Powdered green tea was first produced in China, but was introduced to Japan in the 12th century. Matcha is an important part of Japanese culture, and the traditional Japanese tea ceremony is used to prepare matcha using a ritualized method developed over the course of centuries. Matcha can be enjoyed on its own, and is also a popular ingredient in lattes, smoothies, and baked goods.

Ceremonial vs. culinary grade matcha

Matcha comes in two main grades or categories: ceremonial grade matcha and culinary grade matcha. Ceremonial grade matcha is designed to be enjoyed on its own, and has a subtle and complex flavor. Culinary grade matcha is designed to be added to smoothies and other concoctions, and has a bolder flavor. Both types of matcha are tasty, and there’s no one type of matcha that is necessarily “better” than the other. They each have different purposes and strengths!

Matcha tea benefits

Matcha contains a concentrated amount of the many benefits of green tea. These include:

  • High in EGCG
  • Boosts energy
  • Reduces stress
  • Improves cognitive function
  • Good for your teeth
  • Good for your metabolism
  • High in antioxidants
  • Good for your heart
  • Improves longevity
  • Good for your skin
  • Boosts your immune system
  • Reduces inflammation
  • Good for digestion

How to prepare matcha

To make matcha at home, heat cold, filtered water to approximately 175 degrees. Scoop the matcha powder into a sifter using a matcha scoop (we recommend about two scoops, or approximately one teaspoon, of matcha powder per bowl.) Sift the powder into your matcha bowl, then add a small amount of hot water and use a bamboo matcha whisk to whisk the tea until a smooth paste is formed. Then add up to 6 ounces of water, and whisk until frothy.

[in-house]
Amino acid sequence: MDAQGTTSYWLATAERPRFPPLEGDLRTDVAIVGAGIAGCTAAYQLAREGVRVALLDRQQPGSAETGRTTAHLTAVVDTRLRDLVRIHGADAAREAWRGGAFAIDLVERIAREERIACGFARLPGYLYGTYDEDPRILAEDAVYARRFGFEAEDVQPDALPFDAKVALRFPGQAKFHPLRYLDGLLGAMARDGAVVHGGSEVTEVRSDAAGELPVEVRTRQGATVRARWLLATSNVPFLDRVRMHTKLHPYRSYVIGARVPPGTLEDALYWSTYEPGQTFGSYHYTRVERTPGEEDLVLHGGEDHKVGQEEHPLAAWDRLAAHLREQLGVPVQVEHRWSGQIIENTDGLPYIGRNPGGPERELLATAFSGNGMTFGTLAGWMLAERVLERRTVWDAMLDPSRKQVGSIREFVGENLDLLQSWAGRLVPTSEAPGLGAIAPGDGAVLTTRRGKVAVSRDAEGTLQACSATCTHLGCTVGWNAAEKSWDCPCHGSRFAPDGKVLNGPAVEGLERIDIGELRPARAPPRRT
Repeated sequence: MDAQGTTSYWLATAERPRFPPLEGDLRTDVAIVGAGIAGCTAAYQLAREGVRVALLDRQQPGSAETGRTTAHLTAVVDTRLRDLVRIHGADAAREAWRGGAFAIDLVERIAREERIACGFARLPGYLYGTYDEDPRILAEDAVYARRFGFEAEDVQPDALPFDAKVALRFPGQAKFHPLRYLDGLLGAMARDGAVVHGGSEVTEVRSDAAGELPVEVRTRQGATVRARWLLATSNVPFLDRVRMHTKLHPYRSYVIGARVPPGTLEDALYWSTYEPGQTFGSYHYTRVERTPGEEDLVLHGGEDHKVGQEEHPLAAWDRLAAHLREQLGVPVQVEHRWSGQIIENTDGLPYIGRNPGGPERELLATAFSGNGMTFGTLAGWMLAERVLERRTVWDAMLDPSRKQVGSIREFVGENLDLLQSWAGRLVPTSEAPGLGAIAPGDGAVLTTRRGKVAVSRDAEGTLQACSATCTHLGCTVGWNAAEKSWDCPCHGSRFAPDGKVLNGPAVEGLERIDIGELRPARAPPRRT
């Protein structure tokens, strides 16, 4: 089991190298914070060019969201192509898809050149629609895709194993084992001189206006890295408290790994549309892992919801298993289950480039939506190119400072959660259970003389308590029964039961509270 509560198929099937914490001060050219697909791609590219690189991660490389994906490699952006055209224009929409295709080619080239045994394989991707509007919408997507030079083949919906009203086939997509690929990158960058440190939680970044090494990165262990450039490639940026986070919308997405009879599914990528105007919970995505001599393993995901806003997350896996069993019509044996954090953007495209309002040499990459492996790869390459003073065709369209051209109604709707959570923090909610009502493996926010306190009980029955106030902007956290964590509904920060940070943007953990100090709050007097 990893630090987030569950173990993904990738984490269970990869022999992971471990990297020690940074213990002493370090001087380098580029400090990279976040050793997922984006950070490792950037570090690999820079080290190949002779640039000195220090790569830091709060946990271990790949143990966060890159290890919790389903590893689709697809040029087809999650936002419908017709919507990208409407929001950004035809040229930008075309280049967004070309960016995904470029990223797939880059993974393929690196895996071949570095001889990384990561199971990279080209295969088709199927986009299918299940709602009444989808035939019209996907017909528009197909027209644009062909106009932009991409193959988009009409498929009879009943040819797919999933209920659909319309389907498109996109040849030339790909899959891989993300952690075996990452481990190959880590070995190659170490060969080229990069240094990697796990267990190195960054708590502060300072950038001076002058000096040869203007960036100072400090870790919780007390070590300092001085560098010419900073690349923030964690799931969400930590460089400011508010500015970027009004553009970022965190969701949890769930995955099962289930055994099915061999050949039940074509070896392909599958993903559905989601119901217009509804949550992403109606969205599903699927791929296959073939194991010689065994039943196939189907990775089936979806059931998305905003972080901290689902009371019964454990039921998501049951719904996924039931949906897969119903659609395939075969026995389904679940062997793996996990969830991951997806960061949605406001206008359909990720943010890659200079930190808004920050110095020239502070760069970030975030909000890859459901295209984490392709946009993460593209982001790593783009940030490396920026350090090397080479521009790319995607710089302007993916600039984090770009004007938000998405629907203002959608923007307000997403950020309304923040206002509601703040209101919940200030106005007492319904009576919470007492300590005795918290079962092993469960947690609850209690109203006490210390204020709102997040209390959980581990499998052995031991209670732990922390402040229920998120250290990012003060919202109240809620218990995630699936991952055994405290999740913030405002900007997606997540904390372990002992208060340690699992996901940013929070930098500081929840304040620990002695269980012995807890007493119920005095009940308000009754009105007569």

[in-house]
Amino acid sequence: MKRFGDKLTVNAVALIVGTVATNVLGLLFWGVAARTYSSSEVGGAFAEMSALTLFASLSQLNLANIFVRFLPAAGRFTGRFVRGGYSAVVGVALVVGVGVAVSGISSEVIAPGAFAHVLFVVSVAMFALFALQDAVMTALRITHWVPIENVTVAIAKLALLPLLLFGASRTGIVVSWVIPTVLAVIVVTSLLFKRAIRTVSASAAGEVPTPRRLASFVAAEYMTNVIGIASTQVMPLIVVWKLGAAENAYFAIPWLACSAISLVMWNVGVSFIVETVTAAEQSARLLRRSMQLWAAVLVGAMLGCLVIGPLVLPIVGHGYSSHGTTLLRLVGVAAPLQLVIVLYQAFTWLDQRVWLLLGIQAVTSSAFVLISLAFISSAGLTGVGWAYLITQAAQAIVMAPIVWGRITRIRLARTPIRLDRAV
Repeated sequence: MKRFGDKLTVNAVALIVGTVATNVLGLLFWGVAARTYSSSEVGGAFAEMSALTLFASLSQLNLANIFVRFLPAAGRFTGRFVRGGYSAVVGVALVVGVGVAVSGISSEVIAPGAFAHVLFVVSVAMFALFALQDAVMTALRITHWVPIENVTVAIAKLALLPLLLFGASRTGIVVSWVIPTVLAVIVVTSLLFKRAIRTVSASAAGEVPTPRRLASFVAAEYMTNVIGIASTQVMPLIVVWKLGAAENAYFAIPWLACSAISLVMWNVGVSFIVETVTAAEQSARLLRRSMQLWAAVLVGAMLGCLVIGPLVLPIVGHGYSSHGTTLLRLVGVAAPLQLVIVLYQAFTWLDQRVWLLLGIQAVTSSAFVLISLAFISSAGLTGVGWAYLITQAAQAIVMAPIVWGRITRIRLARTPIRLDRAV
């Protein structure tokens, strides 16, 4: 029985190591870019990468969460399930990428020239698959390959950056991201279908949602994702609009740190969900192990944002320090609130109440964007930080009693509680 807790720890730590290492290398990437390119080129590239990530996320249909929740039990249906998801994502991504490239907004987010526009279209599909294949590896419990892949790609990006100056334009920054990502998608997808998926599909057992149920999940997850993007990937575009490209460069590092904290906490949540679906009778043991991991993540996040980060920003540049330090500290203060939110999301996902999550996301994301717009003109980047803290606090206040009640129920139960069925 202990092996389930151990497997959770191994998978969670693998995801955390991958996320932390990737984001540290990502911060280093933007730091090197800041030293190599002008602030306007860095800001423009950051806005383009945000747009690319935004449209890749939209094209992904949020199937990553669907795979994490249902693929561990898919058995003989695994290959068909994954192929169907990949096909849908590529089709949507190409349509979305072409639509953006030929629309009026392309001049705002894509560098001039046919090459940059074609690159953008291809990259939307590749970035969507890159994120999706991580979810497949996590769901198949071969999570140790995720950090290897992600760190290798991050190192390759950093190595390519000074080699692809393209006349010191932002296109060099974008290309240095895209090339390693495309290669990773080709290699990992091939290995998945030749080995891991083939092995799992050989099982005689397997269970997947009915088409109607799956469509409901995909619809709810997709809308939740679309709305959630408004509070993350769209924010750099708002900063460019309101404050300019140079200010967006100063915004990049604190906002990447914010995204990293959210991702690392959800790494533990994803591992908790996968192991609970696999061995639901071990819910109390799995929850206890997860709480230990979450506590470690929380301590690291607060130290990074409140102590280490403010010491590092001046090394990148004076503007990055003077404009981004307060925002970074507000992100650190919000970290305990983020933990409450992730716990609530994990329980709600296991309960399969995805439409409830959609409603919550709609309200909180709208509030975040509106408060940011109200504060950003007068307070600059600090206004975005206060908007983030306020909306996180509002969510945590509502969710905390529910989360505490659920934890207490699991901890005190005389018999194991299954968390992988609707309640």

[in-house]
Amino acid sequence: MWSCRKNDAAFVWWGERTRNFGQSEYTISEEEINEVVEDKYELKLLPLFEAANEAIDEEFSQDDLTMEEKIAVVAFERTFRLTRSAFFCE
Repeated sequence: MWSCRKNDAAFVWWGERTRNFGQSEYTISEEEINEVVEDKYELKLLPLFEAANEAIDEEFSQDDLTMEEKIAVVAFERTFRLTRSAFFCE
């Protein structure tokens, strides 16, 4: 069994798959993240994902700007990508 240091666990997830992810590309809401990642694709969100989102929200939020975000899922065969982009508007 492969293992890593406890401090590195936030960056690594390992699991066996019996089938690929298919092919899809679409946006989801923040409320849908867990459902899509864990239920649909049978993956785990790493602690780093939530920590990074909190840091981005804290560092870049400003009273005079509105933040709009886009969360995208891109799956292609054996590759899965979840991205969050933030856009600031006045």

New to the world of matcha and not sure where to begin? Our matcha starter kit contains everything you need to make matcha at home, including a tin of ceremonial grade matcha, matcha bowl, scoop, whisk, whisk holder, and sifter.

Shop Our Matcha Collection >>>


Have questions about matcha? We have answers!

Does matcha taste like green tea?

Matcha is often described as having an even stronger and more intense green tea flavor. This is because you’re consuming the entire tea leaf when you drink matcha.

Is matcha sweet?

High quality matcha has a light natural sweetness. While it’s not sweet like sugar or candy, you can definitely taste subtle sweet notes.

Does matcha taste like fish?

While it may sound a little strange, matcha does have oceanic, umami notes reminiscent of the sea. Although it doesn’t have an unpleasant “fishy” taste, it can taste a little like seaweed.

What is matcha made out of?

Matcha is made out of shade-grown, stone-ground Japanese green tea leaves. These teas are shaded for several weeks prior to harvest, then steamed and ground into a fine powder.

Does matcha have caffeine?

Matcha is high in caffeine, containing about as much as coffee per cup. The shading process increases the caffeine and l-theanine content in this tea. Although it’s relatively high in caffeine, matcha is often described as having a calmer and more sustained energizing effect than other high-caffeine beverages.

Read more:

Back to blog

All Matcha

We recommend: